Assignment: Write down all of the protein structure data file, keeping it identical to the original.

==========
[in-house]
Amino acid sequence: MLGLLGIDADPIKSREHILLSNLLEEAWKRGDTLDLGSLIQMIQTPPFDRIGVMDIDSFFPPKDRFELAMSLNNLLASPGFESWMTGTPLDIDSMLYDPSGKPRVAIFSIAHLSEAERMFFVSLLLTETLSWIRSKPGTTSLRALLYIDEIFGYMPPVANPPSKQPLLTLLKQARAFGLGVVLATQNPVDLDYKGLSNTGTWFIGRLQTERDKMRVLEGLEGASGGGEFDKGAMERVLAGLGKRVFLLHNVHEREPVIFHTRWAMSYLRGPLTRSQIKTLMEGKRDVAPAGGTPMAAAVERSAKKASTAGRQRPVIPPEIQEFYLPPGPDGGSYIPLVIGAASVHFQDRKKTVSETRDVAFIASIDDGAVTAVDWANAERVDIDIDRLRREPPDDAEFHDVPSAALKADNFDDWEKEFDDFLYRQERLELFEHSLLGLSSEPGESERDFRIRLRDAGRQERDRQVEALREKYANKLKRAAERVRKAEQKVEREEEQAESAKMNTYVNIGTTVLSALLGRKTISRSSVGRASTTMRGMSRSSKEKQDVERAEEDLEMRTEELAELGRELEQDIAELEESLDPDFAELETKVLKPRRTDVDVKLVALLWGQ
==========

[in-house]
Amino acid sequence: MLGLLGIDADPIKSREHILLSNLLEEAWKRGDTLDLGSLIQMIQTPPFDRIGVMDIDSFFPPKDRFELAMSLNNLLASPGFESWMTGTPLDIDSMLYDPSGKPRVAIFSIAHLSEAERMFFVSLLLTETLSWIRSKPGTTSLRALLYIDEIFGYMPPVANPPSKQPLLTLLKQARAFGLGVVLATQNPVDLDYKGLSNTGTWFIGRLQTERDKMRVLEGLEGASGGGEFDKGAMERVLAGLGKRVFLLHNVHEREPVIFHTRWAMSYLRGPLTRSQIKTLMEGKRDVAPAGGTPMAAAVERSAKKASTAGRQRPVIPPEIQEFYLPPGPDGGSYIPLVIGAASVHFQDRKKTVSETRDVAFIASIDDGAVTAVDWANAERVDIDIDRLRREPPDDAEFHDVPSAALKADNFDDWEKEFDDFLYRQERLELFEHSLLGLSSEPGESERDFRIRLRDAGRQERDRQVEALREKYANKLKRAAERVRKAEQKVEREEEQAESAKMNTYVNIGTTVLSALLGRKTISRSSVGRASTTMRGMSRSSKEKQDVERAEEDLEMRTEELAELGRELEQDIAELEESLDPDFAELETKVLKPRRTDVDVKLVALLWGQ